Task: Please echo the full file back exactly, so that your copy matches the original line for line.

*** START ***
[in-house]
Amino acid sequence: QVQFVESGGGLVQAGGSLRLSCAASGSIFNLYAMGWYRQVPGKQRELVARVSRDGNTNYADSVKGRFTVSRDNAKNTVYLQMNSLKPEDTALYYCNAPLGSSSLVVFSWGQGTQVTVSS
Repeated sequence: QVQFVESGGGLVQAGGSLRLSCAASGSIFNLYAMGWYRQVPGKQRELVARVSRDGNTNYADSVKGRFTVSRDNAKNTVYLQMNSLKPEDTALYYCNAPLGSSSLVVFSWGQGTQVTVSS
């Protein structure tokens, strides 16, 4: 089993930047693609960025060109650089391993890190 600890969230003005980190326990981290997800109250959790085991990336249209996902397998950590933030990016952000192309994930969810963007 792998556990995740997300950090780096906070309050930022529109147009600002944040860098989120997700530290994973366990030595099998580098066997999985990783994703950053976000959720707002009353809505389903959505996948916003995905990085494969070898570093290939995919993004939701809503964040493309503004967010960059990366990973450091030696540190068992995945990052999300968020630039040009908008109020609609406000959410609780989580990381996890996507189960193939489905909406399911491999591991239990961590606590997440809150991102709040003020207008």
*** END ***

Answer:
[in-house]
Amino acid sequence: QVQFVESGGGLVQAGGSLRLSCAASGSIFNLYAMGWYRQVPGKQRELVARVSRDGNTNYADSVKGRFTVSRDNAKNTVYLQMNSLKPEDTALYYCNAPLGSSSLVVFSWGQGTQVTVSS
Repeated sequence: QVQFVESGGGLVQAGGSLRLSCAASGSIFNLYAMGWYRQVPGKQRELVARVSRDGNTNYADSVKGRFTVSRDNAKNTVYLQMNSLKPEDTALYYCNAPLGSSSLVVFSWGQGTQVTVSS
């Protein structure tokens, strides 16, 4: 089993930047693609960025060109650089391993890190 600890969230003005980190326990981290997800109250959790085991990336249209996902397998950590933030990016952000192309994930969810963007 792998556990995740997300950090780096906070309050930022529109147009600002944040860098989120997700530290994973366990030595099998580098066997999985990783994703950053976000959720707002009353809505389903959505996948916003995905990085494969070898570093290939995919993004939701809503964040493309503004967010960059990366990973450091030696540190068992995945990052999300968020630039040009908008109020609609406000959410609780989580990381996890996507189960193939489905909406399911491999591991239990961590606590997440809150991102709040003020207008």